I recently got the opportunity to talk to James Gerard about his role in Holocaust drama ‘Sarah’s Key’. Here, James talks about what it was like tackling a controversial subject with the cast and crew, and about how he got into acting in the first place…
Hey James. Thanks for taking the time out to speak to me about your new film ‘Sarah’s Key’.
What is the general plotline surrounding the film?
Before I begin, I should pre-empt the possible reaction by some of your readers that this is “ another film about the Holocaust”. Firstly, by exploring through the experiences of a specific child, Sarah, (played by Mélusine Mayance), it exposes a little known and dark chapter of French history in comparison to the aspects of the Shoah better known to the cinema: between the 16th and the 17th of July, 1942. the French police exceeded Gestapo expectations by including children which was detrimental to their reassuring propaganda that the Jews were being sent to labour camps. Secondly, without giving away any spoilers, it compellingly links Sarah ‘s experiences to the present day through the character of Julia Jarmond, played by Kristen Scott Thomas, a US journalist based in Paris covering the events.for a magazine article. Unwittingly connected on a personal level, she raises the question for us possibly judging in the 21st century – e.g. “What would you have done?”, particularly in the light of Darfur and other modern-day genocides. Finally, and completely subjectively, it’s an unforgettable film and whilst emotionally rich it doesn’t ever play out to pathos or shock effect.
Tell us a bit about the character you play in the movie…
I play Mike Bambers, a UK expat photographer and close colleague of Julia’s at the magazine. I’m young and naïve to the events, asking all the “stupid” questions to get the audience up to speed but I’m also supportive to Julia’s search for the truth despite my 21st century cynicism.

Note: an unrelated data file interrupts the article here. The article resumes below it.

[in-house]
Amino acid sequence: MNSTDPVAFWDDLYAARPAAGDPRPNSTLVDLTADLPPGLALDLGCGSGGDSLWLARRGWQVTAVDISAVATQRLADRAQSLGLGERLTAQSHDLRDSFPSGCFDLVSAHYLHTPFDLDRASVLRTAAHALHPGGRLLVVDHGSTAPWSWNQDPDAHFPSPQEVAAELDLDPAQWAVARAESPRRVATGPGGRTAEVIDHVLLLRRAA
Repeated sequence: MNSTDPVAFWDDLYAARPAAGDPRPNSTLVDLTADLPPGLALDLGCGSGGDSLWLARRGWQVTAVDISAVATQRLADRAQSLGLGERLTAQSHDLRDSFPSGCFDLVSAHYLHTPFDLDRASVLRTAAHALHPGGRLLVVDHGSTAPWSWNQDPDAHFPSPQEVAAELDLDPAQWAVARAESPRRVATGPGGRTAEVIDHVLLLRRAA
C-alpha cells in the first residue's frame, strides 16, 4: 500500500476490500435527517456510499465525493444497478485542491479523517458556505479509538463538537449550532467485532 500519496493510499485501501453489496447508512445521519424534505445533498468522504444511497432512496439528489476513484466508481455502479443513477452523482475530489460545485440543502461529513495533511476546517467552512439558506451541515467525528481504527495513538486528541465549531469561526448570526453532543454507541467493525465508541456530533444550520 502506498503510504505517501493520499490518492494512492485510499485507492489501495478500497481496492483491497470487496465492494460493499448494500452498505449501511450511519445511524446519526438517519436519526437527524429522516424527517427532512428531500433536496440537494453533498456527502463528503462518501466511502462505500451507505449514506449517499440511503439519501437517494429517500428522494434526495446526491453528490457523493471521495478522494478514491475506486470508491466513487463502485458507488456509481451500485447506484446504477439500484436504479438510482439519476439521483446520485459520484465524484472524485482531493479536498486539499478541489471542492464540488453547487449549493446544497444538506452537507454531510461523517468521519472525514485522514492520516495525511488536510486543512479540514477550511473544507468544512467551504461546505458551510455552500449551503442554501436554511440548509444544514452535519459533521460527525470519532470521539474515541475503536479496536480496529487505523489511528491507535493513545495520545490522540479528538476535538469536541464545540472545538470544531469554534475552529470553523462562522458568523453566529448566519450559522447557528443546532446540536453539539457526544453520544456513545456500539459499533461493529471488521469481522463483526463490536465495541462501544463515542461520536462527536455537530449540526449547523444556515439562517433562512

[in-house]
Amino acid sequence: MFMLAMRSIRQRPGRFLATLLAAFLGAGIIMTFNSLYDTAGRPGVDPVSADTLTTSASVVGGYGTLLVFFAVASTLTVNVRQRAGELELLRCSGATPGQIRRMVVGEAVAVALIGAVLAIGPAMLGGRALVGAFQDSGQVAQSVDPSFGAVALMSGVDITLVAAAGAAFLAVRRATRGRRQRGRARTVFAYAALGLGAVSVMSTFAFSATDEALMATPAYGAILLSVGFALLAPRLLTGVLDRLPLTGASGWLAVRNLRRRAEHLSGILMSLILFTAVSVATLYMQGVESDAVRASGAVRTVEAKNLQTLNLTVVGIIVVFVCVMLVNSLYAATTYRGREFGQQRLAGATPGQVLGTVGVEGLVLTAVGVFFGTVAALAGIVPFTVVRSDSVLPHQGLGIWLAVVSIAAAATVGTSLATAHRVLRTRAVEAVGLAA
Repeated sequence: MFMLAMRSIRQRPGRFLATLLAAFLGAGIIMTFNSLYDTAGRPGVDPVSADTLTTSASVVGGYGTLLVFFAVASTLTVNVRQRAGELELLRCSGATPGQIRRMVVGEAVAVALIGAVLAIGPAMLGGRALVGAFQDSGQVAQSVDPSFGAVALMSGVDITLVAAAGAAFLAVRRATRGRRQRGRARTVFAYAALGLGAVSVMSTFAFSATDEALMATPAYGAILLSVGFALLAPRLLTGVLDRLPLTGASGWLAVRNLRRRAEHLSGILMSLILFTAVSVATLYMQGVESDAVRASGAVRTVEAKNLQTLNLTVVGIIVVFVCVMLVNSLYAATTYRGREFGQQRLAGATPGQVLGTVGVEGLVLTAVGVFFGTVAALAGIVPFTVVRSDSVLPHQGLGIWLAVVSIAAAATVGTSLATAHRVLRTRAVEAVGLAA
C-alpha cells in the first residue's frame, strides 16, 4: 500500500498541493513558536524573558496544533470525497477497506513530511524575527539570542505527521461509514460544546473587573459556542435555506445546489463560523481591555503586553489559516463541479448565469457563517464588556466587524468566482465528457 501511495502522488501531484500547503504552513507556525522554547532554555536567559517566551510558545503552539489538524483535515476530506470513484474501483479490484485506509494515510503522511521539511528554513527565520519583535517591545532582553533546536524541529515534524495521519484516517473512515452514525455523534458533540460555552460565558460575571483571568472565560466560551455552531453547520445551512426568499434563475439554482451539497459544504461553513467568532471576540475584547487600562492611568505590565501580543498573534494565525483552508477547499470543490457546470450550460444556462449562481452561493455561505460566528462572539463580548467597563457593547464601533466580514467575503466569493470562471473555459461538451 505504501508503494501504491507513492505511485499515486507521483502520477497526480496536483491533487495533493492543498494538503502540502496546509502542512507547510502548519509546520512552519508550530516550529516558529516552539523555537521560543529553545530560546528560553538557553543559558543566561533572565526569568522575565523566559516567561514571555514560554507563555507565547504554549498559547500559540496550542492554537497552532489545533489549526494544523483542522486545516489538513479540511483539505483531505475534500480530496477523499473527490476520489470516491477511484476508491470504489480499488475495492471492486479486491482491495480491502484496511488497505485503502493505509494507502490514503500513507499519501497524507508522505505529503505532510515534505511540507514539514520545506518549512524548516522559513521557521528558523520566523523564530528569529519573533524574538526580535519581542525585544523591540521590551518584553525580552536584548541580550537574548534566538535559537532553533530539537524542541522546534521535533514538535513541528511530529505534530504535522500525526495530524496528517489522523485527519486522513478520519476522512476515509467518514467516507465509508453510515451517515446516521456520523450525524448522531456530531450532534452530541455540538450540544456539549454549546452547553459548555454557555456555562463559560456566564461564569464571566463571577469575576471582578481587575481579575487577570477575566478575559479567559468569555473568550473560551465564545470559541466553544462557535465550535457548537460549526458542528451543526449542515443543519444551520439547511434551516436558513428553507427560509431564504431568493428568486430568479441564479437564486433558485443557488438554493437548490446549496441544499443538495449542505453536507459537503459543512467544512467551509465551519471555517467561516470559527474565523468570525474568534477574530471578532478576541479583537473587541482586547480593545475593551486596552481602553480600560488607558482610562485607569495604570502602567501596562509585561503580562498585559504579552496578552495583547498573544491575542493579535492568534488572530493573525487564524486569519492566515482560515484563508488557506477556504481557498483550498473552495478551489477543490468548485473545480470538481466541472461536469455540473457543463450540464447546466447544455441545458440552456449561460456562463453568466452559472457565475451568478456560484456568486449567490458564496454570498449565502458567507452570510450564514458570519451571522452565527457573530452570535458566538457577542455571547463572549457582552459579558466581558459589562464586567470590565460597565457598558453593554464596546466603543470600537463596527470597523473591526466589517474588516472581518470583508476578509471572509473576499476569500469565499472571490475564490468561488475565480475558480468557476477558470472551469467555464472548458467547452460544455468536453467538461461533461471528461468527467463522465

How did you get involved in the project in the first place?
I was in Cannes when I got a call from my agent. The script was such a page turner reading it on the train back, I was certain it would make a compelling film. Having worked on my sides so much the night before I woke up only to remind myself I actually had to get to the casting audition. Convinced I’d done a rotten job, I initially understood the opposite when my agent said I‘d got the role, Having studied these little known events during a Master’s degree, I couldn’t believe years later that I was to be given the opportunity and honour to work on such an important film and with such a stellar cast.
The film stars Kristen Scott Thomas, Mélusine Mayance, Niels Arestrup, Frédéric Pierrot and Michel Duchaussoy – with Gilles Paquet-Brenner onboard as director – what was it like working with the cast and crew on-set?
I’m only involved in the 2009 storyline so can only really comment for Kristen, Gilles and the crew. That being said, at the projections I did get to meet Frédéric Pierrot and Mélusine Mayance. I noticed that we seemed to greet each other with both respect and a kind of humble, unspoken acknowledgement that we had contributed to something greater than our individual, ego –stroking, acting selves. I found Kristen to be as beautiful, charming and intelligent that all of us who make up her male fan club could ever hope her to be. She could also be surprisingly reserved, playful, vulnerable and had a rapid-fire, typically British, wit. Between takes, when she was alone with me, she would speak to me in French which initially surprised me but that I took as a sign of trust. Gilles was easy-going and friendly, knew what he wanted but remained open to other possibilities. As the crew is often a reflection of it’s captain, they were as talented and professional as can be expected but also very sensitive to the subject matter. I know that some of the harrowing scenes filmed affected more than one burly cameraman.
Let’s talk a bit about you James. What made you want to get into acting in the first place?